Stratford then Brick Lane
We met at Liverpool Street station to travel to the first reading of a play at the Stratford Circus in East London. Marilyn had come from Devon to join her husband Russell who works in the City. She had arranged this get-together to surprise our actress classmate from the "Writing from Life" course.
There were two plays this evening, both written by women in a playwriting class. The first one takes place in a London flat, a dinner among friends of Indian descent. There is reference to the caste system, which, unlike the class system, is with you from birth to death. You cannot move between the castes. Our actress friend played the lead part, that of a sultry low caste woman who hosts the dinner. The other characters are equally vivid, and I was disappointed that the play ended so abruptly with two deaths.
The scene I enjoyed the most was when her ex-lover, a man from the highest caste (Brahmin) challenges her in private, asking her why she didn't lie about her caste to his parents so that he could marry her. The audience senses deep regret on his part. His current girlfriend stumbles upon the two in conversation, and the audience is led to believe that he still loves his low caste ex-lover but only brought his pretty girlfriend to the dinner to show he's done well for himself.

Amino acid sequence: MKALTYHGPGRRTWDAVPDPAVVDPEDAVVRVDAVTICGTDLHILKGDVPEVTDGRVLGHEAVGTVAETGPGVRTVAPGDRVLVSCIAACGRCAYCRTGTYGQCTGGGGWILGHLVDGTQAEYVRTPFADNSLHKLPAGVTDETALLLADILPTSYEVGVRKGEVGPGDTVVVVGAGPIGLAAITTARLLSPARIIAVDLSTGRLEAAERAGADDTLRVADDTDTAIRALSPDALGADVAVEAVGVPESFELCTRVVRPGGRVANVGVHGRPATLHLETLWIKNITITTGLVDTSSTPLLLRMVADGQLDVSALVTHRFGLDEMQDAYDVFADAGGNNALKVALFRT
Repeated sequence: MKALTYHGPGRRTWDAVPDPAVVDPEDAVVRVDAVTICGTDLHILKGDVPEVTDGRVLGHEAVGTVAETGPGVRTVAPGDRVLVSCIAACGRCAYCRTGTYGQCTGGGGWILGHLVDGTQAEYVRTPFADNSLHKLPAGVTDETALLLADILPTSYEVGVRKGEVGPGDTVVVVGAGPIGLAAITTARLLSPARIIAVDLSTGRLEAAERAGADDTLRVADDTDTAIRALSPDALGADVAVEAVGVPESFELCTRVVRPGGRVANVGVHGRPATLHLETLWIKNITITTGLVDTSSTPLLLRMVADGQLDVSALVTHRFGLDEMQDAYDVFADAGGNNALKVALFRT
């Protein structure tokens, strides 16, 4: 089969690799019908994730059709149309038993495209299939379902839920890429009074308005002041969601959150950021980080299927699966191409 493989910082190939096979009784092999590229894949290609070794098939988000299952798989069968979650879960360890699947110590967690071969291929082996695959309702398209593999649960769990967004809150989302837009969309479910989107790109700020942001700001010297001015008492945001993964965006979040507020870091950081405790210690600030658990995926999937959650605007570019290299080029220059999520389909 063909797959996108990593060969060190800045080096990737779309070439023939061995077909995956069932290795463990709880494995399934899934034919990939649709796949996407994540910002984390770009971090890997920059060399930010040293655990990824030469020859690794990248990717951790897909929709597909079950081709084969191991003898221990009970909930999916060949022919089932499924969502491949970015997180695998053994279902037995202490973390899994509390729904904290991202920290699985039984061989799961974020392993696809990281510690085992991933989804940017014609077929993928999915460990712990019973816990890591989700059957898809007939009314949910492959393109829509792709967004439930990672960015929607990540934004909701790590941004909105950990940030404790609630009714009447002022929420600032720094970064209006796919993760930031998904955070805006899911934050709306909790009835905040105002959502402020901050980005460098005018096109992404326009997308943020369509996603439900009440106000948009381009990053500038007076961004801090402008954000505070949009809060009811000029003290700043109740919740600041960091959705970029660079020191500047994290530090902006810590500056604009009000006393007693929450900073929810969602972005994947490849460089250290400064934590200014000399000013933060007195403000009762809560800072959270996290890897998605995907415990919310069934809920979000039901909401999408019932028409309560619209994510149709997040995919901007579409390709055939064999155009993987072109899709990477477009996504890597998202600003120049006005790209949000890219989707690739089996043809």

After the second play ended, we walked in the rain to the station, to catch the Central Line back to Liverpool Street. Five women and one man walked along the streets of London into that part of town made famous by first-time author Monica Ali's first novel "Brick Lane."
Many summers ago, I lived in East London and worked in the area around Liverpool Street known as Broadgate. I wore my Max Mara suits to the office and returned home to enjoy the early evening with a simple ritual of cooking and reading. I didn't know about Spitalsfields Market or Brick Lane then. It wasn't that exciting in those days. Tonight I felt the urge to return to work in this area of town which is populated by good looking people in trendy clothes and cosy places to wine and dine.
The actress led us to "Le Taj," a Bengali restaurant. There were two menus, a Bengali one and an Indian one. The Bengali menu was far more exotic. Looking through the menu, I couldn't help but remember that first year in London when I shared a flat with a student from Bengladesh. Because I resented having to share a flat, I deliberately avoided eating anything she was fond of. Thus I created an artificial dislike for Earl Grey tea, hot chilli oil, and curry. So much of the good life I missed as a result!
Going out in a group, feeling the comaraderie, being in the company of women ---- these are the things I missed in the past few months of living in a Dutch village. Women like to talk. They like to listen. They empathise. You are forgiven in your confessions. Men are different animals altogether.
23 July 2004 Friday